The point here is that it’s easier and better to put your company, your product, or your service in a unique position in the mind of your customer. If you do not think about the position you want to occupy, your competitors, your market, and your customers will do this for you. You may not like where they put you so get in front of the process and drive the outcome.

Answer the question: what do you do better than anyone else?


Once you’ve figured out what you do best, how are you going to tell it? How you write for your marketing materials, your emails, Tweets, your other social media, the copy on your website—all of these points of engagement are a chance for you to create and define your voice.

The voice you pick should reflect your values. Are you reserved and formal? Are you casual and easy-going? Are you counter-establishment and revolutionary? What you stand for, what you do, how you do it all should be reinforced in words you choose, the design of your collateral, even the color of your materials.

I knew a company that promises to make certain processes simple and easy for the customers but when you went to their website, the writing was as impenetrable as a year-old fruitcake. It completely undid what it’s trying to sell. Rather than reinforcing simplicity, it screams the opposite.

It’s a mistake that many growth stage companies, especially those in tech, make. They’ve developed a technology or solution really complicated and cool and so they write about it in a way that is so complicated and uncool that customers can’t see the value.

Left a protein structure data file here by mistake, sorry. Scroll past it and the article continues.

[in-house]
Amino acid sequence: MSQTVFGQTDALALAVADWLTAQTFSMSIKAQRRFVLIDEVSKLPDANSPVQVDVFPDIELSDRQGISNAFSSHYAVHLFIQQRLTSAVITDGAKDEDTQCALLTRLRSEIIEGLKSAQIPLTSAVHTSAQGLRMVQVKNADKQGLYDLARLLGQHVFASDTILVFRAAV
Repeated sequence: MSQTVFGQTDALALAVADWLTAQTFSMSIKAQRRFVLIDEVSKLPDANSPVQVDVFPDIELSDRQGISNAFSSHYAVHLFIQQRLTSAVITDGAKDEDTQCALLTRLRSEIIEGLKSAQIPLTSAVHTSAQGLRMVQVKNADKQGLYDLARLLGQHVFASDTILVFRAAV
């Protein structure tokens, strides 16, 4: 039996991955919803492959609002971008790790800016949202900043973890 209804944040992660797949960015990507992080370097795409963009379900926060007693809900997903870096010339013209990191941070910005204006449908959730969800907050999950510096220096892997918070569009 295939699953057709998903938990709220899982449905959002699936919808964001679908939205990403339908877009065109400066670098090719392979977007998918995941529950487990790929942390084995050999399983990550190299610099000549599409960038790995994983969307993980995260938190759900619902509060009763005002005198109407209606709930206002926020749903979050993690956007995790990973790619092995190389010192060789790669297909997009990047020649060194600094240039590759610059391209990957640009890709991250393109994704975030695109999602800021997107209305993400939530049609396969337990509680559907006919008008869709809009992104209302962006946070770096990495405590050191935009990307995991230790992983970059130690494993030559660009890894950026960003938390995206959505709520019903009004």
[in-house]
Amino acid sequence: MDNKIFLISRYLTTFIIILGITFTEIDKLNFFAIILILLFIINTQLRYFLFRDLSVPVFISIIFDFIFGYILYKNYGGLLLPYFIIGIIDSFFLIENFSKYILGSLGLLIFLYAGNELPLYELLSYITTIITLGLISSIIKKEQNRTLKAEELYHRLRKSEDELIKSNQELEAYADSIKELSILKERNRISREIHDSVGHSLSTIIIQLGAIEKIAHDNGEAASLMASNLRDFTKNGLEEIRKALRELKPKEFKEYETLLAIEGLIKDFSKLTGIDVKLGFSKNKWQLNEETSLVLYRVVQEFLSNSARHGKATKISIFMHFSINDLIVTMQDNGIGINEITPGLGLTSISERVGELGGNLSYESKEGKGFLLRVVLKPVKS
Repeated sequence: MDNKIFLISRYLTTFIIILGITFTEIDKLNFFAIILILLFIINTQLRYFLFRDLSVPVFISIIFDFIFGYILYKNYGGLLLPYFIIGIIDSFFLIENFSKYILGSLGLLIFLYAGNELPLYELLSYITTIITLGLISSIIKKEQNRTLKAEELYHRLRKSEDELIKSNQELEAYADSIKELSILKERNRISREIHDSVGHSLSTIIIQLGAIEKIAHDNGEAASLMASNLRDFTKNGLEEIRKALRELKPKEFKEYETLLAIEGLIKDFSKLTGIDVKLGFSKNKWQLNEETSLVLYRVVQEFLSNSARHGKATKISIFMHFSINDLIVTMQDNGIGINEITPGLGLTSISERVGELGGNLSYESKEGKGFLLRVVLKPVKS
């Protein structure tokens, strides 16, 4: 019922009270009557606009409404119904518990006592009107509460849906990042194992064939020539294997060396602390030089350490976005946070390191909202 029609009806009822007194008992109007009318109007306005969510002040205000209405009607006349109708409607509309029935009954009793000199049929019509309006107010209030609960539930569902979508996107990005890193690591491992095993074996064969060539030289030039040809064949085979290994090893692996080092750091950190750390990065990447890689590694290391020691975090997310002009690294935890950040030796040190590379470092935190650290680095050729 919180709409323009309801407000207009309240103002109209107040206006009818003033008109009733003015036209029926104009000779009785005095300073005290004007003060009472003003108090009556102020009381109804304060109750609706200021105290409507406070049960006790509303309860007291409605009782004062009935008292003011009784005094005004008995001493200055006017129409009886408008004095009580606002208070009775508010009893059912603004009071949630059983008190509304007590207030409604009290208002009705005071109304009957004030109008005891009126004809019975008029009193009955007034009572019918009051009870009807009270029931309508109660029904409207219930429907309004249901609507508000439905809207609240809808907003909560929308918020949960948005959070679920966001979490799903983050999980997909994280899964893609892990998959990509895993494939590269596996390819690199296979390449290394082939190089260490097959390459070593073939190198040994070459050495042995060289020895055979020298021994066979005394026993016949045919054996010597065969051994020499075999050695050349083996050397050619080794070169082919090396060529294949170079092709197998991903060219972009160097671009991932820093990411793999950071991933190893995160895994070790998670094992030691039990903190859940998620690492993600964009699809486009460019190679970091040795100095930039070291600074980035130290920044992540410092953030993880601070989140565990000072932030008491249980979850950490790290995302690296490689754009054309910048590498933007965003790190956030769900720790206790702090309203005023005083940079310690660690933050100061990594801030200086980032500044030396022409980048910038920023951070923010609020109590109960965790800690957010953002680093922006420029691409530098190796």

Remember that stultifying prose does not make a better impression. Let Albert Einstein’s comment guide you. “If you can’t explain it to a 6 year old, you don’t know it yourself.”

To help you keep it simple, try running your copy through this Gunning-Fog calculator to determine how complicated your prose is. It’s not perfect but it’s a good place to start.

Finally, remember that regardless of the kind of voice you want to present, simple, clean communication always wins. Always.

Putting it Together

Once you’ve decided on a message and a voice, stick to it. Be consistent. Go through the exercise to see what you want to say and how to say it. After that, make sure everyone knows it and everyone does it, every day. Every bit of print, electronic and every customer integration is an opportunity to drive this home with your team and to your customers.

Marketing is about storytelling. Focus on message and voice to tell your story consistently and well.

John Yoon leads the marketing practice at Mercato Partners
You can reach him at